Parts of North Devon are just so far off the beaten track that time seems to have stood still and remind me of the area around Taunton 25 years ago. I look forward to a more relaxing ride through this beautiful area one day.

Climbing in public

Down in Cornwall for the week on holiday I spent a while pouring over an OS map trying to find a big steep hill on which to do a series of punishing low cadence reps on.

I found the perfect incline a few km down the coast from Treyarnon where we were camping.

The climb up from sea level to approx 80m at Mawgan Porth is vicious and has a very steep hairpin towards the top before a gentle gradient for the last 100m which makes for a brilliant thigh burning session.

The added plus was that there could be no wimping out once started as it was a very public hill, circling a pitch and put course, and with a slow stream of beach goers trudging back up the hill to their cars and caravans giving me very strange looks as I slogged my way up and wizzed down the 3.5 min climb.

Memory Lane

church, cheddon fitzpaineI’ve had a couple of weekends down at my parents in Taunton recently and have spent a few hours training in the lanes and old villages, soaking up the memories and enjoying fine views over the Vale in the May sunshine.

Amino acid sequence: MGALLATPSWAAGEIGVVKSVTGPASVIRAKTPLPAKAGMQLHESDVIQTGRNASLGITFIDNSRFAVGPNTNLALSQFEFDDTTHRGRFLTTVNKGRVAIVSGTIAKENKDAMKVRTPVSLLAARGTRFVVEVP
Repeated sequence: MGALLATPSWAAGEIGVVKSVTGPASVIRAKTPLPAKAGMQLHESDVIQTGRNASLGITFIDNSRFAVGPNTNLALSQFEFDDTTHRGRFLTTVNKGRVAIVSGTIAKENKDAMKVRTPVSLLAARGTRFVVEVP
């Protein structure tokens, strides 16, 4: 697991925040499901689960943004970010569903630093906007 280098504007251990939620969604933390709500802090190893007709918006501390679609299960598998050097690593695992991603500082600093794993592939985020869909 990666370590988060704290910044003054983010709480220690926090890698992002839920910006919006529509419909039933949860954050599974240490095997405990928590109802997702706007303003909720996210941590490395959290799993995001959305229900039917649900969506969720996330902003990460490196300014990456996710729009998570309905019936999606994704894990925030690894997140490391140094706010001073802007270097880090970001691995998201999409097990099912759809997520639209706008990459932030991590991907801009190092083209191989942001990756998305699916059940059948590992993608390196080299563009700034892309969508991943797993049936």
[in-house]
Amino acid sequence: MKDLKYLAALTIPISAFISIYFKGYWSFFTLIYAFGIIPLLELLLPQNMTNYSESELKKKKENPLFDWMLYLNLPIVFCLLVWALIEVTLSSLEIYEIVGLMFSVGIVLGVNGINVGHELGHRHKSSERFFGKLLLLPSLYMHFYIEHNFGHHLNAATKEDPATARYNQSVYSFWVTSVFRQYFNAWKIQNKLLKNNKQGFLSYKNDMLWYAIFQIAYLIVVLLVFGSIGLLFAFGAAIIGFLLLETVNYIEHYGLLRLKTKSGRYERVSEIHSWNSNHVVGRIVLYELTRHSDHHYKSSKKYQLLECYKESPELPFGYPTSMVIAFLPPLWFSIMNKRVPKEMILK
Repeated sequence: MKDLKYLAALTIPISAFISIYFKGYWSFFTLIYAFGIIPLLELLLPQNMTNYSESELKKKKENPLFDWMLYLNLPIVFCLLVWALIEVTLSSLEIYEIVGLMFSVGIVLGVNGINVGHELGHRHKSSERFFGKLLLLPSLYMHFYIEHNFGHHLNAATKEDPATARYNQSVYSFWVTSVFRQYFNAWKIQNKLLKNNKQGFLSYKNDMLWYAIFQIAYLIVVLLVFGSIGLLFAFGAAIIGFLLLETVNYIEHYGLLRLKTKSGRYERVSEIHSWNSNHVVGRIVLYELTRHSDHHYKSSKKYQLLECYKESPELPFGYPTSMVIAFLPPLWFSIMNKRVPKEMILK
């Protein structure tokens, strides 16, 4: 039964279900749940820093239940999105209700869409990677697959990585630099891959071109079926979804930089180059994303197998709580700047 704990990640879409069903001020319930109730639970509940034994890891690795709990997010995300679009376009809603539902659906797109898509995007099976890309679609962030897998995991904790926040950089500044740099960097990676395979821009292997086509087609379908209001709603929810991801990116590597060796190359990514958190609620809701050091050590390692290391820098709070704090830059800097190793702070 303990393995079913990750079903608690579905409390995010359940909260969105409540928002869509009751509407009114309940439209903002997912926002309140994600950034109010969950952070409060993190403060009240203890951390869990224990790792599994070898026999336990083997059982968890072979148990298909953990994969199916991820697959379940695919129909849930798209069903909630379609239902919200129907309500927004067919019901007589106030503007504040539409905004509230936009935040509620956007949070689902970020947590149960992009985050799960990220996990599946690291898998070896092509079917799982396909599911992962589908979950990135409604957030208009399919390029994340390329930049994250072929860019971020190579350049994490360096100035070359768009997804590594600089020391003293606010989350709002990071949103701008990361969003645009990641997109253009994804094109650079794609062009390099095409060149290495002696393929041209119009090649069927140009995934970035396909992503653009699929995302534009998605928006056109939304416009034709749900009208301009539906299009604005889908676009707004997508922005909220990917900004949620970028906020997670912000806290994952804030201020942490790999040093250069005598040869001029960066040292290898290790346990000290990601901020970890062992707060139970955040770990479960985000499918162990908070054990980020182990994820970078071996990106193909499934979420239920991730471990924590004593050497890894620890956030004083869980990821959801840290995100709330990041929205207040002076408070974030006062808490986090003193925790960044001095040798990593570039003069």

Quantock Orienteer’s were holding a‘JOG’ (Junior Orienteering Training event) one Saturday afternoon, organised by Judy Craddock who with her husband Roger introduced me to Orienteering in 1982. I thought I would drop in and say hello and after a natter ended up scuttling around a sprint score event in my cycling shoes skidding around the corners on my cleats, trying to beat 12 mins, as well as helping out a bit before continuing my training ride up into the Blackdowns.

Queens College was a great little map and the planning caught me out forcing me to retrace my steps for one control I could not get too because of uncrossable walls and fences. It was good to see lots of old faces and I will try to make a few more QO events in the future when I am down in Somreset.

Cycle Shack Visit

Moda Minor .jpg